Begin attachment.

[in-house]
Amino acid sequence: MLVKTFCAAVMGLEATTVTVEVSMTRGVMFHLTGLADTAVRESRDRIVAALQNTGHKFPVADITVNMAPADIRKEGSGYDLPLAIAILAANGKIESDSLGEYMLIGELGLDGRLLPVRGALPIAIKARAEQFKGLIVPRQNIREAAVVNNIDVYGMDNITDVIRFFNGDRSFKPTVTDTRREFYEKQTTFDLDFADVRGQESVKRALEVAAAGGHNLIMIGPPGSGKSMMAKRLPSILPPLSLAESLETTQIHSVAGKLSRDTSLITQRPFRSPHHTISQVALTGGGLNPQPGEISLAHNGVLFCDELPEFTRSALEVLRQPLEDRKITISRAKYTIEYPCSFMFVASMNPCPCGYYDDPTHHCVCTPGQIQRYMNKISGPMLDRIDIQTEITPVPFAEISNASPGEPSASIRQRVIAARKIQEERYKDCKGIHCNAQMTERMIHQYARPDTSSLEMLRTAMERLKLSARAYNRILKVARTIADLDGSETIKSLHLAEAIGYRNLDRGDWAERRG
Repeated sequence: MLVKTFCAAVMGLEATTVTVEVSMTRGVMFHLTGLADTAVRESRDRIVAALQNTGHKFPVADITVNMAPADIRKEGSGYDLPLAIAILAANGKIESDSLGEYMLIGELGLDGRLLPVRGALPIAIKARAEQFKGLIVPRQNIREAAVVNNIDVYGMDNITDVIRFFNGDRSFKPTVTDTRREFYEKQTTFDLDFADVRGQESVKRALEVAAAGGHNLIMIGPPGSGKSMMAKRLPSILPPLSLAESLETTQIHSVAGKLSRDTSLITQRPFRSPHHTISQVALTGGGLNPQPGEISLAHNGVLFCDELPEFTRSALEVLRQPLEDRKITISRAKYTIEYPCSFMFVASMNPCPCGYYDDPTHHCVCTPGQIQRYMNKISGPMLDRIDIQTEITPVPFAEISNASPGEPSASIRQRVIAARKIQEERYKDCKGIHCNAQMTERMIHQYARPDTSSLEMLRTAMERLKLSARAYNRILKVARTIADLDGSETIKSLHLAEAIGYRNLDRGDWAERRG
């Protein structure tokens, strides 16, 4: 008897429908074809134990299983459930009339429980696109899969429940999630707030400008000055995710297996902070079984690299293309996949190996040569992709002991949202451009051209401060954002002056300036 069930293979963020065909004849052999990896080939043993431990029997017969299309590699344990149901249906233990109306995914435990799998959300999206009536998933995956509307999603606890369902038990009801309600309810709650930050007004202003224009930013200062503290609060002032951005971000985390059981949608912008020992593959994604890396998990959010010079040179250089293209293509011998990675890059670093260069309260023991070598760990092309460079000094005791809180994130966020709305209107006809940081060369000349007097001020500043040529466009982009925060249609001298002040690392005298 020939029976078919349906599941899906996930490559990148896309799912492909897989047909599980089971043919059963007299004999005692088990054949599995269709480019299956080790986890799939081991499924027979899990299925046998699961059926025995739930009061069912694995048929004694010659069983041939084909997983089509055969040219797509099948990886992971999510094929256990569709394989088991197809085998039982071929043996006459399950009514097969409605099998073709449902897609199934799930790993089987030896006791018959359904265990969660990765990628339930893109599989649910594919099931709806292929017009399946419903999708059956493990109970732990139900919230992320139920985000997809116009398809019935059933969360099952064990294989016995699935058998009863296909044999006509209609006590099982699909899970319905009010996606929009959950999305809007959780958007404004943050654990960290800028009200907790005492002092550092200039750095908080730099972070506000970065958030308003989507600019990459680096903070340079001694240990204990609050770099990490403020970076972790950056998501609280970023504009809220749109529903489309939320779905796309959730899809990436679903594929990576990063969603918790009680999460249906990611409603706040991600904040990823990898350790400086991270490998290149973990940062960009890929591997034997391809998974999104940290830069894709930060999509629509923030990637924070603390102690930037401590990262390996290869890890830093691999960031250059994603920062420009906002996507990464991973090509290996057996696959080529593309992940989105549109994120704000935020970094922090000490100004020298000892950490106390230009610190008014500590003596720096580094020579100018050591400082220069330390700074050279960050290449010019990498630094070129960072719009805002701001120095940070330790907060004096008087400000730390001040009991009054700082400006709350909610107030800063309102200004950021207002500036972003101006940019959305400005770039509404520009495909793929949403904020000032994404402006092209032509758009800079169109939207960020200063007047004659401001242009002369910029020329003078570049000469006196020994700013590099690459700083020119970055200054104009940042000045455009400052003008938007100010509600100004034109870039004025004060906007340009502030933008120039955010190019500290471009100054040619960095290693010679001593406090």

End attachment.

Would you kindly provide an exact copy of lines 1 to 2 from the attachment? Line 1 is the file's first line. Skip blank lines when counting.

[in-house]
Amino acid sequence: MLVKTFCAAVMGLEATTVTVEVSMTRGVMFHLTGLADTAVRESRDRIVAALQNTGHKFPVADITVNMAPADIRKEGSGYDLPLAIAILAANGKIESDSLGEYMLIGELGLDGRLLPVRGALPIAIKARAEQFKGLIVPRQNIREAAVVNNIDVYGMDNITDVIRFFNGDRSFKPTVTDTRREFYEKQTTFDLDFADVRGQESVKRALEVAAAGGHNLIMIGPPGSGKSMMAKRLPSILPPLSLAESLETTQIHSVAGKLSRDTSLITQRPFRSPHHTISQVALTGGGLNPQPGEISLAHNGVLFCDELPEFTRSALEVLRQPLEDRKITISRAKYTIEYPCSFMFVASMNPCPCGYYDDPTHHCVCTPGQIQRYMNKISGPMLDRIDIQTEITPVPFAEISNASPGEPSASIRQRVIAARKIQEERYKDCKGIHCNAQMTERMIHQYARPDTSSLEMLRTAMERLKLSARAYNRILKVARTIADLDGSETIKSLHLAEAIGYRNLDRGDWAERRG